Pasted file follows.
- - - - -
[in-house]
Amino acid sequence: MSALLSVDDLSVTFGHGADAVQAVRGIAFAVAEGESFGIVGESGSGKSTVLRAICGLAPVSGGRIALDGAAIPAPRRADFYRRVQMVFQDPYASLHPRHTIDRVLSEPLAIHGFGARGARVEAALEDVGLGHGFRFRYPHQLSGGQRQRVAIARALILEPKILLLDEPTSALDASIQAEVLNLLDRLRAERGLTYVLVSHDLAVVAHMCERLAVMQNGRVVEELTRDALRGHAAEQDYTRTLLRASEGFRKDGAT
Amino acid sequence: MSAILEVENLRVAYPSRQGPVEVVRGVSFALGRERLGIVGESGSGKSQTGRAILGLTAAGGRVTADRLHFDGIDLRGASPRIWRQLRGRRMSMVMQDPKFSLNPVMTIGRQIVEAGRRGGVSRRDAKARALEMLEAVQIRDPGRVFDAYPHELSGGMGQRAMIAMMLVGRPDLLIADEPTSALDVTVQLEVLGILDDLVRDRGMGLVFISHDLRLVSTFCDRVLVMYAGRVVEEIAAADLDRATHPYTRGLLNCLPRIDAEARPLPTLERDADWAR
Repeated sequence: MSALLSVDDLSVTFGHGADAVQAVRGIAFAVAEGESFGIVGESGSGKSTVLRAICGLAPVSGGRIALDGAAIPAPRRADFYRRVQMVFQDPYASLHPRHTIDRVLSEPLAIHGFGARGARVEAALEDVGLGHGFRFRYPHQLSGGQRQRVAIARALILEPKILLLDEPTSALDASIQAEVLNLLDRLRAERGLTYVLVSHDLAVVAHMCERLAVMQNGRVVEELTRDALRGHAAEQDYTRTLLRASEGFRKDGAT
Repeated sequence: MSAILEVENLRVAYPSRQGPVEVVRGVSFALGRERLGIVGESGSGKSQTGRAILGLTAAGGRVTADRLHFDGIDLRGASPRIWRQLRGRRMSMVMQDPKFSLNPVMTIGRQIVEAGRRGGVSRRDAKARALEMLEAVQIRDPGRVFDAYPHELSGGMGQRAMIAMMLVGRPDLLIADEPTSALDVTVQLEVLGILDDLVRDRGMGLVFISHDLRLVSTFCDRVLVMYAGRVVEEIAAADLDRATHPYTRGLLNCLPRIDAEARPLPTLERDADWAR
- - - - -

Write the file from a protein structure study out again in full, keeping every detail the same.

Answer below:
[in-house]
Amino acid sequence: MSALLSVDDLSVTFGHGADAVQAVRGIAFAVAEGESFGIVGESGSGKSTVLRAICGLAPVSGGRIALDGAAIPAPRRADFYRRVQMVFQDPYASLHPRHTIDRVLSEPLAIHGFGARGARVEAALEDVGLGHGFRFRYPHQLSGGQRQRVAIARALILEPKILLLDEPTSALDASIQAEVLNLLDRLRAERGLTYVLVSHDLAVVAHMCERLAVMQNGRVVEELTRDALRGHAAEQDYTRTLLRASEGFRKDGAT
Amino acid sequence: MSAILEVENLRVAYPSRQGPVEVVRGVSFALGRERLGIVGESGSGKSQTGRAILGLTAAGGRVTADRLHFDGIDLRGASPRIWRQLRGRRMSMVMQDPKFSLNPVMTIGRQIVEAGRRGGVSRRDAKARALEMLEAVQIRDPGRVFDAYPHELSGGMGQRAMIAMMLVGRPDLLIADEPTSALDVTVQLEVLGILDDLVRDRGMGLVFISHDLRLVSTFCDRVLVMYAGRVVEEIAAADLDRATHPYTRGLLNCLPRIDAEARPLPTLERDADWAR
Repeated sequence: MSALLSVDDLSVTFGHGADAVQAVRGIAFAVAEGESFGIVGESGSGKSTVLRAICGLAPVSGGRIALDGAAIPAPRRADFYRRVQMVFQDPYASLHPRHTIDRVLSEPLAIHGFGARGARVEAALEDVGLGHGFRFRYPHQLSGGQRQRVAIARALILEPKILLLDEPTSALDASIQAEVLNLLDRLRAERGLTYVLVSHDLAVVAHMCERLAVMQNGRVVEELTRDALRGHAAEQDYTRTLLRASEGFRKDGAT
Repeated sequence: MSAILEVENLRVAYPSRQGPVEVVRGVSFALGRERLGIVGESGSGKSQTGRAILGLTAAGGRVTADRLHFDGIDLRGASPRIWRQLRGRRMSMVMQDPKFSLNPVMTIGRQIVEAGRRGGVSRRDAKARALEMLEAVQIRDPGRVFDAYPHELSGGMGQRAMIAMMLVGRPDLLIADEPTSALDVTVQLEVLGILDDLVRDRGMGLVFISHDLRLVSTFCDRVLVMYAGRVVEEIAAADLDRATHPYTRGLLNCLPRIDAEARPLPTLERDADWAR